The City of Grand Forks council has passed three resolutions to help residents in the wake of flooding, but council’s last meetings have not been without controversy.
At the regular meeting on May 22, council voted unanimously in favour of three resolutions (added as late items to the agenda) to help businesses and residents affected by flooding.
The three resolutions were that council authorizes staff to: cease issuing utilities bills for properties rendered uninhabitable by flooding until they are reoccupied or redeveloped; issue utility credits to affected commercial customers in evacuation zones for periods they could not operate due to threats posed by flooding ; and waive certain administrative fees including but not limited to disconnection and re-connection fees, and late penalties and interest on utilities bills until June 30, 2018.
Council also added a late item for flood discussion to the agenda, and allowed residents to address the issue during question period.
Regional District of Kootenay Boundary board chair and Area D director Roly Russell was also present at the meeting, and spoke to the role of council and the RDKB board in the Emergency Operations Centre – something many residents have had questions about.
“In the midst of response there is a limited role for council or board political influence in the EOC,” he said. “The playbook is really clear in terms of how that unfolds. As we transition from response into recovery, that becomes a lot more unwritten in terms of how that unfolds.”
During question period from the audience, local residents expressed concerns and frustration at members of council.
“How are you going to help people financially, how are you going to help them physically?,” said Jennifer Houghton. “You people are our leaders, what are you going to do?”
Tensions rose rapidly, as Mayor Frank Konrad reiterated again that he was working “ behind the scenes” on solutions with the province for housing. He cited conversations with B.C. Premier John Horgan multiple times throughout the meeting.
Council had a heated debate about waste management solutions for flood victims; though council did not arrive at any solutions during the meeting, the RDKB announced later that week that tipping fees would be covered, as well as reimbursed, for residents disposing of flood-damaged garbage.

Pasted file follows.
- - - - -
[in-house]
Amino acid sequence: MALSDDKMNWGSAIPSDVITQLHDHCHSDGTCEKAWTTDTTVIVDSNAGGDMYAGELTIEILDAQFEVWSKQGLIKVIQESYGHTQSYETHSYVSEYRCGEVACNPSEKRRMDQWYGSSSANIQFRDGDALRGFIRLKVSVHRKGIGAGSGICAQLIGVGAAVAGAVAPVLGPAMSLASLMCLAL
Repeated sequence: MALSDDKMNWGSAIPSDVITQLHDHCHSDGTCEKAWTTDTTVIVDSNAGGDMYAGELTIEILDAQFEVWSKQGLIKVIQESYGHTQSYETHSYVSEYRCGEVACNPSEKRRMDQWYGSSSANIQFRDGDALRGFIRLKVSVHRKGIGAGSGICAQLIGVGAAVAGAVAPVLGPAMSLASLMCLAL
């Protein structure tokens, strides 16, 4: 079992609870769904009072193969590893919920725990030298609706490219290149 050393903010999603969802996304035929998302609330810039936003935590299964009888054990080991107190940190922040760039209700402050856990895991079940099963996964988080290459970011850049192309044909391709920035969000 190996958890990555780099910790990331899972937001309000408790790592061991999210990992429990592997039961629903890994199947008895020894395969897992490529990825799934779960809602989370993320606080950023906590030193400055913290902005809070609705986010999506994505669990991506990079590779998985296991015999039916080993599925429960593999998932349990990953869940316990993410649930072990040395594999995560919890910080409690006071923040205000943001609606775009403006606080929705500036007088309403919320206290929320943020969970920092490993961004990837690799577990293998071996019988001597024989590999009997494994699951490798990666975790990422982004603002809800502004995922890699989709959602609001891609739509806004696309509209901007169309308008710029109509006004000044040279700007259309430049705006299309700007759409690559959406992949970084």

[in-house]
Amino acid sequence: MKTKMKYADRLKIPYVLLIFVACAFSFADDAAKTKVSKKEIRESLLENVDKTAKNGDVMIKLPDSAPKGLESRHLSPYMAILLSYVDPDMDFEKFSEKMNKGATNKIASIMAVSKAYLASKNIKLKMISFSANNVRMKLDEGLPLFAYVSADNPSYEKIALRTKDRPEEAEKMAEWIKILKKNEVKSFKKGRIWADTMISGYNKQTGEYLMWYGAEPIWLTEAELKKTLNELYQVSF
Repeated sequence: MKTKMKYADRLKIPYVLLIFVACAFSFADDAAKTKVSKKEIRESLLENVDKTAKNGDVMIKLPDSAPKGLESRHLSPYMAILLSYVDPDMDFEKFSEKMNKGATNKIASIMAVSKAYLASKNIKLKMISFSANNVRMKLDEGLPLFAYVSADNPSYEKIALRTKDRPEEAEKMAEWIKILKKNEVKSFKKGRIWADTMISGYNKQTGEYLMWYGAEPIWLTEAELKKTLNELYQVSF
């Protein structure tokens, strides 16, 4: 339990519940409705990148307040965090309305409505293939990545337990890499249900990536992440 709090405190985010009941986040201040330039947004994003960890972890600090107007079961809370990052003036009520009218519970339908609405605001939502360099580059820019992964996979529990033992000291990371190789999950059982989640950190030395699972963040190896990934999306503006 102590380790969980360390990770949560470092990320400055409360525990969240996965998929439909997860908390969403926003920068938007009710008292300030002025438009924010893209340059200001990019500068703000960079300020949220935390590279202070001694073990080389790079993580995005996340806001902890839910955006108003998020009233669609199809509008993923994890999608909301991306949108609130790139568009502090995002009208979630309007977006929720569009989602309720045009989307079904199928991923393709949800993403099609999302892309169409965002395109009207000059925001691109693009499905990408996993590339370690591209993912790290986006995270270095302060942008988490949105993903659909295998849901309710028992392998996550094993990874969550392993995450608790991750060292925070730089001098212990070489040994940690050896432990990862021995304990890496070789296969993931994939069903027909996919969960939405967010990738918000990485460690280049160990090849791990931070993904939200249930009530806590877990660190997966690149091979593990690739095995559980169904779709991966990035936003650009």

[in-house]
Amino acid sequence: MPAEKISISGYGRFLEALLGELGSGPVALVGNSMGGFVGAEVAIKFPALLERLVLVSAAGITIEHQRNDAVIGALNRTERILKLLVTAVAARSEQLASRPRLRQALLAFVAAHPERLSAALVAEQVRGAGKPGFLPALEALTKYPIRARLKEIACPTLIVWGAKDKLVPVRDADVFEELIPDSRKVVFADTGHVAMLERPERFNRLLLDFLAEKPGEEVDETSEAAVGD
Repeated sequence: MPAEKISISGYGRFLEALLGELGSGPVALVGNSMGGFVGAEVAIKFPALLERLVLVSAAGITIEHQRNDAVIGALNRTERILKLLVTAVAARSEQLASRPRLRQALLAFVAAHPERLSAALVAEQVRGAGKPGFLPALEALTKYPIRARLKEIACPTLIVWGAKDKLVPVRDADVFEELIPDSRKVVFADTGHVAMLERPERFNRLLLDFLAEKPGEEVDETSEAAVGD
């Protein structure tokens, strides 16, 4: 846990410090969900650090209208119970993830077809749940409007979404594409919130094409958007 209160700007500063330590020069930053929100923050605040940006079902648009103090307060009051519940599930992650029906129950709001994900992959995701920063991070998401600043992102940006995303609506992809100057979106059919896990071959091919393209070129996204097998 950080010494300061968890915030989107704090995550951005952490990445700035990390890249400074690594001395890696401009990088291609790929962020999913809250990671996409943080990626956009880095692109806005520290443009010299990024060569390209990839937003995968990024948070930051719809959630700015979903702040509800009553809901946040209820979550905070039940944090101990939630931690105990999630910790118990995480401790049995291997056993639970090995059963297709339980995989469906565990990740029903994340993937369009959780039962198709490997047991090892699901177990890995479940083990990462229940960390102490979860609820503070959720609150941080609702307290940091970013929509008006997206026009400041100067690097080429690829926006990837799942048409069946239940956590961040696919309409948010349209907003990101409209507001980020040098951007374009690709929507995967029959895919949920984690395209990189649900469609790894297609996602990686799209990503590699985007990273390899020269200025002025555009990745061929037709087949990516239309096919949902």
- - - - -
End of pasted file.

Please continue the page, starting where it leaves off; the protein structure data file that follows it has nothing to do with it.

“You need to be more proactive every one of you,” Houghton said, in response to council’s discussion. “This is a time that requires more of you. Everyone here has put in more than they had to for their neighbours.”
“A lot of times, I don’t want to say my hands are tied, but we don’t want to duplicate services,” Konrad said. “Whether you believe me or not, but if you think my heart is not totally in this, you are wrong. My role is that where I deal with elected officials at the next level of government.”
There was also an admission at the meeting that council had not met since the flooding began, and council debated why that was. Some councillors said they had advocated for council to meet, and also supported having more community meetings.
Council then held an in camera meeting on May 28. Konrad had originally said there would be a public comment portion of the special to-go-in camera meeting (prior to the “private” portion) for public comment; that was cancelled due to constraints on staff time.
However, after more than a dozen people showed up to the meeting, many in gumboots and construction wear, Konrad stressed that while they would allow some public comment, it would have to be limited due to the staff resources needed to run the meeting. Concerns raised by residents included how the dam failed, when they might have answers about soil contamination and housing solutions.
Council will meet on June 11 for Committee of the Whole meeting at 9 a.m. and a regular meeting at 7 p.m.